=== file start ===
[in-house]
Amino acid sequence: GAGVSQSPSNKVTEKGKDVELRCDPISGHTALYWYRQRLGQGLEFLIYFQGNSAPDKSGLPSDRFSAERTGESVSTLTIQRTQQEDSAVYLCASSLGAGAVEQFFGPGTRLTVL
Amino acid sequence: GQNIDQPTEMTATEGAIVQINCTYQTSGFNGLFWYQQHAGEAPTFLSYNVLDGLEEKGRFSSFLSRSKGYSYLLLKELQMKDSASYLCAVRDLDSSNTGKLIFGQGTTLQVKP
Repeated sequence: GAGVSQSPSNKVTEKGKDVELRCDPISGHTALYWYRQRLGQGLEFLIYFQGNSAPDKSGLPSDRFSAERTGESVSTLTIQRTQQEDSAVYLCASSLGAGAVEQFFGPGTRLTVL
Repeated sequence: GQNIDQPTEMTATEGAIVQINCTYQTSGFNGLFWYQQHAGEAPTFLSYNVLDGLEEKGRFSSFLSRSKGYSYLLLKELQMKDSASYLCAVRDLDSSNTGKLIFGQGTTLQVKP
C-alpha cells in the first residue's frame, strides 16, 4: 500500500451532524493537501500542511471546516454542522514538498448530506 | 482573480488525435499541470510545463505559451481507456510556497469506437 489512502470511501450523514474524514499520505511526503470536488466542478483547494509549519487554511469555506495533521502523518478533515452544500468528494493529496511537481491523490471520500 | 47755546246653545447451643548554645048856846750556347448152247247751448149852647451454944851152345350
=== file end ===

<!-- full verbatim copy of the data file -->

[in-house]
Amino acid sequence: GAGVSQSPSNKVTEKGKDVELRCDPISGHTALYWYRQRLGQGLEFLIYFQGNSAPDKSGLPSDRFSAERTGESVSTLTIQRTQQEDSAVYLCASSLGAGAVEQFFGPGTRLTVL
Amino acid sequence: GQNIDQPTEMTATEGAIVQINCTYQTSGFNGLFWYQQHAGEAPTFLSYNVLDGLEEKGRFSSFLSRSKGYSYLLLKELQMKDSASYLCAVRDLDSSNTGKLIFGQGTTLQVKP
Repeated sequence: GAGVSQSPSNKVTEKGKDVELRCDPISGHTALYWYRQRLGQGLEFLIYFQGNSAPDKSGLPSDRFSAERTGESVSTLTIQRTQQEDSAVYLCASSLGAGAVEQFFGPGTRLTVL
Repeated sequence: GQNIDQPTEMTATEGAIVQINCTYQTSGFNGLFWYQQHAGEAPTFLSYNVLDGLEEKGRFSSFLSRSKGYSYLLLKELQMKDSASYLCAVRDLDSSNTGKLIFGQGTTLQVKP
C-alpha cells in the first residue's frame, strides 16, 4: 500500500451532524493537501500542511471546516454542522514538498448530506 | 482573480488525435499541470510545463505559451481507456510556497469506437 489512502470511501450523514474524514499520505511526503470536488466542478483547494509549519487554511469555506495533521502523518478533515452544500468528494493529496511537481491523490471520500 | 47755546246653545447451643548554645048856846750556347448152247247751448149852647451454944851152345350